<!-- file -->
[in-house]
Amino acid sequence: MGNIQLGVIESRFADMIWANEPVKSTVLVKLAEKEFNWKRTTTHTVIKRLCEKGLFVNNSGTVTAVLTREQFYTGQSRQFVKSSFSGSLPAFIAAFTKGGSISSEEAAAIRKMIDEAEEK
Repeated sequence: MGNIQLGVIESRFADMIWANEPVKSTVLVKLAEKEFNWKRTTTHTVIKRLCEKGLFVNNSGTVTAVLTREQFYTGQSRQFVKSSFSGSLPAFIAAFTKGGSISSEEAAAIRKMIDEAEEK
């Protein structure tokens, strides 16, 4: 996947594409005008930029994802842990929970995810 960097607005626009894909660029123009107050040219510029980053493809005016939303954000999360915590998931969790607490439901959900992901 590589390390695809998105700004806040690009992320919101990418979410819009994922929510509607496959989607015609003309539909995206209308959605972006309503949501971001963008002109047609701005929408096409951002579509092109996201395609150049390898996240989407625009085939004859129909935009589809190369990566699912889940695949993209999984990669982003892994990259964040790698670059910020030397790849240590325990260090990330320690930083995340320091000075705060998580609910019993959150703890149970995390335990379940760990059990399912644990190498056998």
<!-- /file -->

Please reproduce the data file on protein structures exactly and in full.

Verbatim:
[in-house]
Amino acid sequence: MGNIQLGVIESRFADMIWANEPVKSTVLVKLAEKEFNWKRTTTHTVIKRLCEKGLFVNNSGTVTAVLTREQFYTGQSRQFVKSSFSGSLPAFIAAFTKGGSISSEEAAAIRKMIDEAEEK
Repeated sequence: MGNIQLGVIESRFADMIWANEPVKSTVLVKLAEKEFNWKRTTTHTVIKRLCEKGLFVNNSGTVTAVLTREQFYTGQSRQFVKSSFSGSLPAFIAAFTKGGSISSEEAAAIRKMIDEAEEK
């Protein structure tokens, strides 16, 4: 996947594409005008930029994802842990929970995810 960097607005626009894909660029123009107050040219510029980053493809005016939303954000999360915590998931969790607490439901959900992901 590589390390695809998105700004806040690009992320919101990418979410819009994922929510509607496959989607015609003309539909995206209308959605972006309503949501971001963008002109047609701005929408096409951002579509092109996201395609150049390898996240989407625009085939004859129909935009589809190369990566699912889940695949993209999984990669982003892994990259964040790698670059910020030397790849240590325990260090990330320690930083995340320091000075705060998580609910019993959150703890149970995390335990379940760990059990399912644990190498056998």